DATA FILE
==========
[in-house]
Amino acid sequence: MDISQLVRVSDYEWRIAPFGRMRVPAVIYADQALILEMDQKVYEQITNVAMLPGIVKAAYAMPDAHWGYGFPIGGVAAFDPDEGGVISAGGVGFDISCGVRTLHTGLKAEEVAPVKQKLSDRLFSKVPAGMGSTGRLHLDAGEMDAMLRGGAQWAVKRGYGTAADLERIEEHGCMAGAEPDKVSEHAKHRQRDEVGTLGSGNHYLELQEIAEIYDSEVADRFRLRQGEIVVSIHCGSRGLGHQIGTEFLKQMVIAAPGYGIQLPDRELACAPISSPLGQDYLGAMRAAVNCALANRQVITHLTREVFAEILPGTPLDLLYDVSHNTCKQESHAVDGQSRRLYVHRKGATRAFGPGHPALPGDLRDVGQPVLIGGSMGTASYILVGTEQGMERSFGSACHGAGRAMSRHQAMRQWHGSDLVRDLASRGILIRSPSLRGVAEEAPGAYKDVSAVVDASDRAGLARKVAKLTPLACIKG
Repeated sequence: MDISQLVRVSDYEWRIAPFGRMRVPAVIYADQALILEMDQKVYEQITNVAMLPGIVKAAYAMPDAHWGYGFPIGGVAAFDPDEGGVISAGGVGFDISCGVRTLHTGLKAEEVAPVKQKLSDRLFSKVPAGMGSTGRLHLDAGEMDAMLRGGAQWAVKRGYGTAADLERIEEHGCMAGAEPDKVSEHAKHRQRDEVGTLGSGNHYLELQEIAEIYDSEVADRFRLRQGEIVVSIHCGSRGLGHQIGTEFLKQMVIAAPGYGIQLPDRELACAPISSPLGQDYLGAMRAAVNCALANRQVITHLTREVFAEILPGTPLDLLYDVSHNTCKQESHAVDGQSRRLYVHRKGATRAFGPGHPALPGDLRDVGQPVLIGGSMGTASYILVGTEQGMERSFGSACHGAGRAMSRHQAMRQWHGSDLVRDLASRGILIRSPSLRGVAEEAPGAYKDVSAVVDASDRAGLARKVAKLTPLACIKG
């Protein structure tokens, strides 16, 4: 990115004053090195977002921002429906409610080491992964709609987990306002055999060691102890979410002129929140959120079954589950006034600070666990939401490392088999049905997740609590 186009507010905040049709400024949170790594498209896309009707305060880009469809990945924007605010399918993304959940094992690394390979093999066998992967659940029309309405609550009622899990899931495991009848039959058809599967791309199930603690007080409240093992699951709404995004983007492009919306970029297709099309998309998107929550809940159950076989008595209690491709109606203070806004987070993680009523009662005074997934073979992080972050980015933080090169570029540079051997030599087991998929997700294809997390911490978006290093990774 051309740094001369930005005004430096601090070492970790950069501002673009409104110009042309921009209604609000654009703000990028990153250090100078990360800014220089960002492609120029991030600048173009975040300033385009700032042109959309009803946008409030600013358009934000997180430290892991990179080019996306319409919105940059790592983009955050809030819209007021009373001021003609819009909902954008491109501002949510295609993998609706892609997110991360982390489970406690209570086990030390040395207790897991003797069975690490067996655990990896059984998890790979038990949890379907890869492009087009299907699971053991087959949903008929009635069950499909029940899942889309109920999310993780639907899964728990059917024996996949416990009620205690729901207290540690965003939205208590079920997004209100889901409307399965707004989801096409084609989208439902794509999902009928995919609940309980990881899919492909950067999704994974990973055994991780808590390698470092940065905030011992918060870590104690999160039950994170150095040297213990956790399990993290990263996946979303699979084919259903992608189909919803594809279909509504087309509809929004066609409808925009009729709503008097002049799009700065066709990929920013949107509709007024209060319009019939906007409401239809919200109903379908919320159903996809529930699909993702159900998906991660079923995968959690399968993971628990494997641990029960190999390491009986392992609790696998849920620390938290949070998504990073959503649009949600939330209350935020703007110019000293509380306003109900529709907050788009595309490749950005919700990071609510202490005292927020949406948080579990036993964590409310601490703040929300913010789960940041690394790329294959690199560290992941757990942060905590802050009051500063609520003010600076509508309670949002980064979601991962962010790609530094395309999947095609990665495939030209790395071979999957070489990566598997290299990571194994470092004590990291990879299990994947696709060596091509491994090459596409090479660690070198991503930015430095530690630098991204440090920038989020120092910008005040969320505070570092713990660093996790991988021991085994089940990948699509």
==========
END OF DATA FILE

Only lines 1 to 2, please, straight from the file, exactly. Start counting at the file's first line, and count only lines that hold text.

[in-house]
Amino acid sequence: MDISQLVRVSDYEWRIAPFGRMRVPAVIYADQALILEMDQKVYEQITNVAMLPGIVKAAYAMPDAHWGYGFPIGGVAAFDPDEGGVISAGGVGFDISCGVRTLHTGLKAEEVAPVKQKLSDRLFSKVPAGMGSTGRLHLDAGEMDAMLRGGAQWAVKRGYGTAADLERIEEHGCMAGAEPDKVSEHAKHRQRDEVGTLGSGNHYLELQEIAEIYDSEVADRFRLRQGEIVVSIHCGSRGLGHQIGTEFLKQMVIAAPGYGIQLPDRELACAPISSPLGQDYLGAMRAAVNCALANRQVITHLTREVFAEILPGTPLDLLYDVSHNTCKQESHAVDGQSRRLYVHRKGATRAFGPGHPALPGDLRDVGQPVLIGGSMGTASYILVGTEQGMERSFGSACHGAGRAMSRHQAMRQWHGSDLVRDLASRGILIRSPSLRGVAEEAPGAYKDVSAVVDASDRAGLARKVAKLTPLACIKG